February 25, 1955, Patrolman William D. Porter, LaGrange Police Department, died as he and the police chief attempted to arrest a suspect who had robbed a supermarket in Louisville.  

February 25, 1957, Minerva native Stanley Forman Reed, 73, retired from the U.S. Supreme Court citing old age.  He served 19 years and 29 days. 

February 25, 1964, Muhammad Ali (19-0) fought Sonny Liston (35-1) in Miami Beach Convention Hall.  Finally, Clay was fighting for the world heavyweight title in one of the most anticipated bouts of that era.  Liston had won his title by knocking out champion Floyd Patterson in the 1st round.  Clay came in as a 7-1 underdog yet taunted Liston before the fight, repeatedly calling the ex-convict, who had alleged ties to organized crime, a “big, ugly bear.”  I’m king of the world! I’m pretty! I’m a bad man! I shook up the world! I shook up the world! I shook up the world!

February 25, 1968, Army SGT Nathan L. Robinson from Harrodsburg died in the Vietnam War.

February 25, 1969, Marine Corps PFC Robert A. Coffey from Greensburg in Green County, Marine Corps LCPL Kenneth R. Gilliam from Lexington, Marine Corps LCPL Donald R. Lewis from Maysville and Marine Corps Allen M. Sharp from Covington, all died in the Vietnam War.

February 25, 1970, the Kentucky Education Association’s desperate late gamble for more teacher pay money, by way of a cigarette tax increase, was axed by the legislative mill.

February 25, 1971, a court denied the request of two women to force the Jefferson County clerk to issue them a marriage license.

February 25, 1980, Governor John Y. Brown, Jr. met with President Jimmy Carter at the Whitehouse to endorse the president for re-election over Edward Kennedy in the Democratic primary.

February 25, 1991, American aircraft slaughtered retreating Iraqi military personnel attempting to leave KuwaitThe Highway of Death scenes became the most recognizable images of the Persian Gulf War.  President George H. W. Bush’s declared a cessation of hostilities the next day.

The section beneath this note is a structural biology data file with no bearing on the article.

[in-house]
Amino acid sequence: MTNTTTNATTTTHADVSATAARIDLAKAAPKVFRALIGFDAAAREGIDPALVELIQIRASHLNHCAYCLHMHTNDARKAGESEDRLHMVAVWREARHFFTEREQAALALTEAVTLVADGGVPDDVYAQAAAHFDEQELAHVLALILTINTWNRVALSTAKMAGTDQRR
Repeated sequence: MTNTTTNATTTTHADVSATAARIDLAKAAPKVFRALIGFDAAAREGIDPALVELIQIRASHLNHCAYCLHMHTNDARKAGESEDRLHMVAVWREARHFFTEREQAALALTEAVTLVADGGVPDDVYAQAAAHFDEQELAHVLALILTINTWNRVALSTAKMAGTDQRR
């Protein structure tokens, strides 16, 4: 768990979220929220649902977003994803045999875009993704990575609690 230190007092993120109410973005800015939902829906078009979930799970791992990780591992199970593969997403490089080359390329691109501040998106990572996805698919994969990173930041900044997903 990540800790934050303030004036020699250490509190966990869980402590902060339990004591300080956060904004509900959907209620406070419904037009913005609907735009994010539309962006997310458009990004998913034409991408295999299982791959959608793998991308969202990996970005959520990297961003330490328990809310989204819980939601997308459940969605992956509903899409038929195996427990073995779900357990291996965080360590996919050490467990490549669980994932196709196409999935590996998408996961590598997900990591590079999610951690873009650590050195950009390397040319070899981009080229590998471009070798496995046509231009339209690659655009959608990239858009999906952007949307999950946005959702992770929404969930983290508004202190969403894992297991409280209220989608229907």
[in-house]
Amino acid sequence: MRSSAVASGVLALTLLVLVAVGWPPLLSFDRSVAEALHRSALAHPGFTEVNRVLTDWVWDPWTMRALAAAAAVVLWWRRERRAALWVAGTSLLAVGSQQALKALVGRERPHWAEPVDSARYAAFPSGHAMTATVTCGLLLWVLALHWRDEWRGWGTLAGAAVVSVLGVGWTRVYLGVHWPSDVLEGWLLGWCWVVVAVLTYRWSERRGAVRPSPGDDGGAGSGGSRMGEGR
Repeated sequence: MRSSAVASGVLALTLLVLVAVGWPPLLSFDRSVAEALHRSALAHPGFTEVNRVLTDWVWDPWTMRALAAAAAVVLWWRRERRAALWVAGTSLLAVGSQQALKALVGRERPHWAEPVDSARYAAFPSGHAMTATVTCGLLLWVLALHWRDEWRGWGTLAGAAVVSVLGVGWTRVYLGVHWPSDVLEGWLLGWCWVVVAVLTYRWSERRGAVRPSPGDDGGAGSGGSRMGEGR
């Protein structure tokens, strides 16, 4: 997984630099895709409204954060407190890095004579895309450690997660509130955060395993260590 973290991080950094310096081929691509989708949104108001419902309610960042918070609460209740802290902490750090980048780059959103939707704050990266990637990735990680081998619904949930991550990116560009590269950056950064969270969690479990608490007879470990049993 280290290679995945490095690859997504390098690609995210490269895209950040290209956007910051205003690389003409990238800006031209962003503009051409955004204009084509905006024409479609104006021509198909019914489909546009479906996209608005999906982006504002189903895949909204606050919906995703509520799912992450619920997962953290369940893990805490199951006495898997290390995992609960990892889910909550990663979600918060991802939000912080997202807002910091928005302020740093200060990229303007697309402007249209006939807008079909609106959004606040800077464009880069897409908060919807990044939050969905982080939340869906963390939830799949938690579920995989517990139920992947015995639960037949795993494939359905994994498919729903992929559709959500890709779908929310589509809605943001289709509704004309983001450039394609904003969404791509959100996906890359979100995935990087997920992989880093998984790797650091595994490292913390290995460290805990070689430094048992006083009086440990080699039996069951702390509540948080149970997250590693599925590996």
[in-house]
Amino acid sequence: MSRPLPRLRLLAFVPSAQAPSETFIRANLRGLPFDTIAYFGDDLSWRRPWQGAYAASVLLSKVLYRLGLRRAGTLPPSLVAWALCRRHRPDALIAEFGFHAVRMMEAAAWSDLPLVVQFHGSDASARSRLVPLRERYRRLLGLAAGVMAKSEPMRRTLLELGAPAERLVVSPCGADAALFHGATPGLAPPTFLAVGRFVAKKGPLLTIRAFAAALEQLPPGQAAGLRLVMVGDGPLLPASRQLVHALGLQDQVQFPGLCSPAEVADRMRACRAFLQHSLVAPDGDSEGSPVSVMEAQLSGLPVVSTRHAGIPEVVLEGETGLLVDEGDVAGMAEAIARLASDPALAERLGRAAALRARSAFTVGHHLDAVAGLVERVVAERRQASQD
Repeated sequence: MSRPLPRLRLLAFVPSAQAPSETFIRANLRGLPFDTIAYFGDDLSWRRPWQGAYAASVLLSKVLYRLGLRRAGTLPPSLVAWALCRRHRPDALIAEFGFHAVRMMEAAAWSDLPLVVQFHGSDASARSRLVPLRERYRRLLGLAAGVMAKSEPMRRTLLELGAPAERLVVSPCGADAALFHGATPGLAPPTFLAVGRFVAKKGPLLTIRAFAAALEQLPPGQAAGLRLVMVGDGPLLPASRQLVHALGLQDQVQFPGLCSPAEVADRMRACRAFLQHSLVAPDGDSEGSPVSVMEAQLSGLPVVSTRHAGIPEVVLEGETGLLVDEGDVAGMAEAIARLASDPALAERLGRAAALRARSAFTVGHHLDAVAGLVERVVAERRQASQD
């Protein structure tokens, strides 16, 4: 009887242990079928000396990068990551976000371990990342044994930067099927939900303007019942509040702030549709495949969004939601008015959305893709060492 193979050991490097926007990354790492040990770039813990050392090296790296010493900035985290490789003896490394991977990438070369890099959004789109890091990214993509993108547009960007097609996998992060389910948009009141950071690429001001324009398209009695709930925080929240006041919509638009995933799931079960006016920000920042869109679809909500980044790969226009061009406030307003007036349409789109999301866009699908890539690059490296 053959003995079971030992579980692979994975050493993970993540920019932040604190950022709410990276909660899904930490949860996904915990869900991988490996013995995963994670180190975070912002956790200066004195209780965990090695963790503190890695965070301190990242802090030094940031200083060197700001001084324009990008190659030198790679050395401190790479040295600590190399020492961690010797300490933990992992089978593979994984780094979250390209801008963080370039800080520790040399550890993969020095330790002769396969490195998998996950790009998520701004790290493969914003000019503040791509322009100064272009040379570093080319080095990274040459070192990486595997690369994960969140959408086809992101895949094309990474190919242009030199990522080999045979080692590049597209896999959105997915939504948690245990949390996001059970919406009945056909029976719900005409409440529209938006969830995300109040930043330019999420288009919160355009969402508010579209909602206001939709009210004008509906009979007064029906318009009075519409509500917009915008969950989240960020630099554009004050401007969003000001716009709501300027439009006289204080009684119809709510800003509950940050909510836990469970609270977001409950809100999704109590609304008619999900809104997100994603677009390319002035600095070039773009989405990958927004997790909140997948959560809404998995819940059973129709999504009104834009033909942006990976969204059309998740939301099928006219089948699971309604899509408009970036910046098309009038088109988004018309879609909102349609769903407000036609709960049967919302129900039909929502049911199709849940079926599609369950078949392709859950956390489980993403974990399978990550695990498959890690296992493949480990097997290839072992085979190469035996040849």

February 25, 1994, Governor B. Jones signed a bill to return the Tulip Poplar as Kentucky’s official tree.

On February 25, 2005, UPS announced an $82.5 million expansion in Louisville after the state handed over $20 million in incentives.  They said the expansion would create over 400 full-time jobs in ten years.

February 25, 2010, thrill seekers take to the Red River Gorge to ice climb.  Pikeville’s Josh Justice is spotlighted as he climbed an ice covered rock wall near Burning Fork.  The ice climbers prefer the rock cuts made from the construction of U.S. 119.

On February 25, 2018, Justin Thomas won his 8th PGA event in a playoff against Luke List.  Justin earned $1.224 million of the $6.8 million Honda Classic pursed played in Palm Beach Gardens, Florida.

February 25, 2020, Senator C.B. Embry Jr. from Morgantown in Butler County introduced a bill that would let veterinarians report clients’ animal abuse.  Every year since 2007, Kentucky has finished last in a ranking of state animal-protection laws.  The bill became law in July 2020.